Religious rights

Christians and Muslims in Kenya

There is an intersection in central Nairobi known as “five churches corner” (one of the buildings is actually a synagogue). But then nearly every urban intersection in Kenya features a church or two. From my flat on Daystar University’s city campus each Sunday morning, and on weekday evenings as well, my wife and I can hear the singing of two or three nearby congregations, which mix Western hymns, Kiswahili praise songs and contemporary Christian choruses.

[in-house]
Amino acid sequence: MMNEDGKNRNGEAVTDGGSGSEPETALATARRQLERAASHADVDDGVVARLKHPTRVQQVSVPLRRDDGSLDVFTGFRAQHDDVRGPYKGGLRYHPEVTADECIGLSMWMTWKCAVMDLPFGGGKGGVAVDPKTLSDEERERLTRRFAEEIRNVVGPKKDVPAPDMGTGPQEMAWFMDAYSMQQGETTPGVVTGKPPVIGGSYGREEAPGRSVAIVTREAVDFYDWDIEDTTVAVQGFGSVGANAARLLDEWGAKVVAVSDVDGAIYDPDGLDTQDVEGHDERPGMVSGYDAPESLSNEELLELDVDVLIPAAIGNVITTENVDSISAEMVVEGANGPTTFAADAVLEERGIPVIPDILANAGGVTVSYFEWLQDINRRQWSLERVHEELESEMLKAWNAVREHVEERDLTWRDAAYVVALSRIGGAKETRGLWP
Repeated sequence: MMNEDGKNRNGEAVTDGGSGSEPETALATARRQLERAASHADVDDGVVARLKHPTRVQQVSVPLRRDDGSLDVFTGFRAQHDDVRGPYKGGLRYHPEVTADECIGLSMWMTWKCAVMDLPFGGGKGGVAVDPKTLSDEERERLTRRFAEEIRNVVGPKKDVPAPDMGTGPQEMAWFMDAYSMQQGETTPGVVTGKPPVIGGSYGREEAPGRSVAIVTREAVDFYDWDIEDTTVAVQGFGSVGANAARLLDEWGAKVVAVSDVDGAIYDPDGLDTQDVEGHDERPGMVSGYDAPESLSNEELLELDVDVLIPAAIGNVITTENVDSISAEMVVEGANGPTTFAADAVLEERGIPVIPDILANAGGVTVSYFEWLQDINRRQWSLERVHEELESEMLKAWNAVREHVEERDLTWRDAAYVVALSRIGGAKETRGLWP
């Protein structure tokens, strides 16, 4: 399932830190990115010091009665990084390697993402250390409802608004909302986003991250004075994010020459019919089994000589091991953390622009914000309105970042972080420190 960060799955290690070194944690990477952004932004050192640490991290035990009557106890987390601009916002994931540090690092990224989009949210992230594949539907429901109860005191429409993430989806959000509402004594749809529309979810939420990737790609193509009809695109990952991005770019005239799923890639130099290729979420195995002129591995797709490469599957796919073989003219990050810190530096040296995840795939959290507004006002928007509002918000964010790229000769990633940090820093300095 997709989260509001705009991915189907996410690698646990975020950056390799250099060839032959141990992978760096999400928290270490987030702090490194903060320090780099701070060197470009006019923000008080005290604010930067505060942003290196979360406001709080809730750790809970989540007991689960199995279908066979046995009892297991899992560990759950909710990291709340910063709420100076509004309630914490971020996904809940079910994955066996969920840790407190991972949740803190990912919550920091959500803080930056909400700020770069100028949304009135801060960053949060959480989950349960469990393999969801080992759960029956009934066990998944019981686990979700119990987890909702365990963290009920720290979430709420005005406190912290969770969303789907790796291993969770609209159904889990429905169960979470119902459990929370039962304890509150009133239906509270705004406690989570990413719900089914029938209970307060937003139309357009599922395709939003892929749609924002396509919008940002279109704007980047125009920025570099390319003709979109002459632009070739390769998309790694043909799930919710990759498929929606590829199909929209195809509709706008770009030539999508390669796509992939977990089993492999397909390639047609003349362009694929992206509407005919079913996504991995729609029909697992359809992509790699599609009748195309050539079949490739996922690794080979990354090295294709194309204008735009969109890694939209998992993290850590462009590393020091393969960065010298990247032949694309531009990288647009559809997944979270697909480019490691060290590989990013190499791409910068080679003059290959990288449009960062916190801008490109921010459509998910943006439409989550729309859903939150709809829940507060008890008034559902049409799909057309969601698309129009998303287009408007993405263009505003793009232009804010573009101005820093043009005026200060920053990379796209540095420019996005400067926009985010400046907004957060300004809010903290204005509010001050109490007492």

Nearly 90 percent of Kenyans are Christian, according to 2003 figures. Religious language permeates politics, the media and daily conversation. Kenya’s proposed new constitution opens with an acknowledgment of “the supremacy of the Almighty God of all creation.”

 

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